The history of Animazement began in 1997, when TAAS (Triangle Area Anime Society) held the first 36-Hour Anime Marathon event. TAAS, led by North Carolina State University Students, was an anime club for fans of all ages. Their weekly meetings were attended by a diverse group of fans from central North Carolina, ranging in age from elementary school students to adults. At the 36-Hour Anime Marathon, over 200 fans from all across North Carolina were able to gather for a weekend of anime-related fun. The organizers began considering holding an anime convention, and this event was viewed as a sort of test-case for what would eventually become Animazement.
At that time, there were other anime conventions already being held on the East Coast. For example, Anime Weekend Atlanta in Georgia, Katsukon in Virginia Beach, Virginia, and Otakon in Baltimore, Maryland. But, there was not yet an anime convention being held in North Carolina. For many students and members of TAAS, attending the large out-of-state conventions just wasn’t possible, even though they would have liked to.
So, a planning committee was formed, and its members began attending various anime conventions, considering what kind of convention North Carolina’s first anime convention should be. With the exception of Anime Expo, all of the conventions they attended were sponsored by volunteer organizations. Because of this, plans were made to create Animazement as a volunteer-run convention, not a commercially-based one.
The committee also noted that many anime conventions were aimed at adults, selling alcohol, showing anime and selling goods that were targeted at older audiences. But because TAAS had included children, teens, and adults from the beginning, we aimed to create a family-friendly convention that fans of all ages could enjoy together. Another factor that distinguished Animazement from other convention was our focus on providing an introduction to Japanese language and culture through anime and manga.
Our planning committee members had much to learn from attending other conventions, such as what is sold in the Dealer’s Room, how many Video Rooms to hold, about how big of a Dealer’s Room to provide, etc. They also attended many guest panels, concerts, and Japanese cultural panels covering a diverse array of topics, such as sushi-making demonstrations, Japanese archery, karate, Japanese business methods classes, and a variety of Japanese language classes aimed at children and adults. We also began cultivating relationships with many of our sponsors, such as the North Carolina Japan Center, the Nippon Club of the Triangle, local Japanese companies and businesspeople, Duke University, NC State University, and many other public and private schools, as well as local Japanese teachers.
With the hard work and coordination of our many volunteers, the first Animazement was held in 1998. Around 700 attendees participated in the convention, and we welcomed 18 special Japanese and American guests of honor. Our attendance has grown steadily every year, and by 2009, we welcomed nearly 6,000 attendees!
In order to keep up with our growing attendance, the number of our staff and volunteers has increased every year as well. Each new Animazement also brought a greater variety of cultural events, including a dream of one of our guests of honor. In 2003, our special guest Koichi Tsunoda and 12 student volunteers from the Japanese School of Raleigh held a Parents and Childrens Anime Classroom. Principal Mimura of the Japanese School of Raleigh was also a positive influence on introducing Japanese culture at the convention, by hosting Japanese calligraphy and cooking classes. The Triangle Taiko club was formed in 2002, and in 2003, began performing at Animazement. In this manner, a wide variety of local Japanese cultural organizations became involved with Animazement, and the number of local Japanese persons participating at Animazement also increased.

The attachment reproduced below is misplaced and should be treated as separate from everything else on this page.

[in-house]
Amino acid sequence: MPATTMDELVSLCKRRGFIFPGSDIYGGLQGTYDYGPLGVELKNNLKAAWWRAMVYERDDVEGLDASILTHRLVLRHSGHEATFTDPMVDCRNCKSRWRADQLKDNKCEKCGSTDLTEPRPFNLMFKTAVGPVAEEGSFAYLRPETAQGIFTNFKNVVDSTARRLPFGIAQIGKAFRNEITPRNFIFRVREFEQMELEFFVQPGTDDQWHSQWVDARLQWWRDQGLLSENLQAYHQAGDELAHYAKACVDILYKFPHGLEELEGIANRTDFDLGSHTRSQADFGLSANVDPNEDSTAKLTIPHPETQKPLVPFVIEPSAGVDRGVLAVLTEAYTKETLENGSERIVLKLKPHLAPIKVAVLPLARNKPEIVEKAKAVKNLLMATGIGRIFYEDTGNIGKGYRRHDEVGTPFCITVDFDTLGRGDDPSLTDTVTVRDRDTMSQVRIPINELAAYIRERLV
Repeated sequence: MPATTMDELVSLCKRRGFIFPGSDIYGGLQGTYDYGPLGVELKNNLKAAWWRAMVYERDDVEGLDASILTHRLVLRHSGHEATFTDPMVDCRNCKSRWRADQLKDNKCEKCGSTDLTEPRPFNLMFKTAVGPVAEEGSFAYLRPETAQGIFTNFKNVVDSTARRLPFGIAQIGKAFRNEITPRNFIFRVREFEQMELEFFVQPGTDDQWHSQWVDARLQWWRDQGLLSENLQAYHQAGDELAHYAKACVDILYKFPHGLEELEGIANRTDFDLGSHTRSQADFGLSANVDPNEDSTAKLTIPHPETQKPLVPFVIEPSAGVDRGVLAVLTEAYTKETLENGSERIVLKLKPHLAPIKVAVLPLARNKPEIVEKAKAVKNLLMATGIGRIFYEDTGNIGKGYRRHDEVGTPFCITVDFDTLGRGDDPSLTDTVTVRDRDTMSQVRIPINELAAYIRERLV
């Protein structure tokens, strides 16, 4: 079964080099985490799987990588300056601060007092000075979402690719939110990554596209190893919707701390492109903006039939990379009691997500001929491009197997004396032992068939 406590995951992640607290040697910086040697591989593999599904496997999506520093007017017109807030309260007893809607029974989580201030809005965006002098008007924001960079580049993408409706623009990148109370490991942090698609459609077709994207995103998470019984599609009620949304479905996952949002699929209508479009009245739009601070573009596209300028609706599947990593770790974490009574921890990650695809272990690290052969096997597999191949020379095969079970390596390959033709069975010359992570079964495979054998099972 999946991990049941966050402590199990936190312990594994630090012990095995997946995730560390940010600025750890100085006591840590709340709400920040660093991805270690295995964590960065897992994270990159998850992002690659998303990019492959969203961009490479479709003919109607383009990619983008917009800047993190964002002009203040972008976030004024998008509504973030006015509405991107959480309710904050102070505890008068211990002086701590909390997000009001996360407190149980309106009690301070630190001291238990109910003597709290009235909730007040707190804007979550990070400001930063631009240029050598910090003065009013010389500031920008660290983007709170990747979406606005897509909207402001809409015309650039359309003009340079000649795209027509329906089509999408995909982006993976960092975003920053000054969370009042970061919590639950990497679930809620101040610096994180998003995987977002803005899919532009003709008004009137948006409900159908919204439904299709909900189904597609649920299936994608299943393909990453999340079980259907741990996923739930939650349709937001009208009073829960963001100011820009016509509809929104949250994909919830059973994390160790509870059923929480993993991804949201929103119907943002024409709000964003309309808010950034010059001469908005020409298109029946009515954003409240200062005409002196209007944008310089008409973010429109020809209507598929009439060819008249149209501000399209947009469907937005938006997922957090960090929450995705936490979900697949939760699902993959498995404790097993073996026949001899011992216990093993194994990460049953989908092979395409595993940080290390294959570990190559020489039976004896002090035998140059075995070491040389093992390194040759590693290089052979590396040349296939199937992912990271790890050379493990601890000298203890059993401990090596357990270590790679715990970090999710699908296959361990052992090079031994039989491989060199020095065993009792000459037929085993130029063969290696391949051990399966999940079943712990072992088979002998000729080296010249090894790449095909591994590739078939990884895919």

Animazement’s unique blend of Japanese-American cultural exchange can also be seen in the structure and organization of the convention. Animazement is unique in America, in that it is planned and organized by both Japanese and American people. Among our volunteers are many local Japanese people who can use their skills to respond to our needs, and many Americans who have a good opportunity to further their study of Japanese culture.
From here on, we believe that Animazement’s primary goal will be to further our mission to introduce Japanese language and culture through anime and manga, and to bring together both American and Japanese people from the area. To that end, we strive to bridge cultural divides, by bringing together a variety of Japanese and American special guests, and creating more points of contact between Japanese and American people. But not only through our convention, we also endeavor to create opportunities to introduce Japanese language and culture outside of Animazement!
Number of Attendees:
|Year||Number of Attendees||Location|
|1998||735||North Raleigh Hilton, Raleigh NC|
|1999||1235||North Raleigh Hilton, Raleigh NC|
|2000||1640||North Raleigh Hilton, Raleigh NC|
|2001||1800||Sheraton Imperial Hotel, Durham NC|
|2002||2050||Sheraton Imperial Hotel, Durham NC|
|2003||2300||Sheraton Imperial Hotel, Durham NC|
|2004||2500||Sheraton Imperial Hotel, Durham NC|
|2005||2750||Sheraton Imperial Hotel, Durham NC|
|2006||3100||Sheraton Imperial Hotel, Durham NC|
|2007||4342||Sheraton Imperial Hotel, Durham NC|
|2008||5374||Sheraton Imperial Hotel, Durham NC|
|2009||5964||Raleigh Convention Center, Raleigh NC|
|2010||7070||Raleigh Convention Center, Raleigh NC|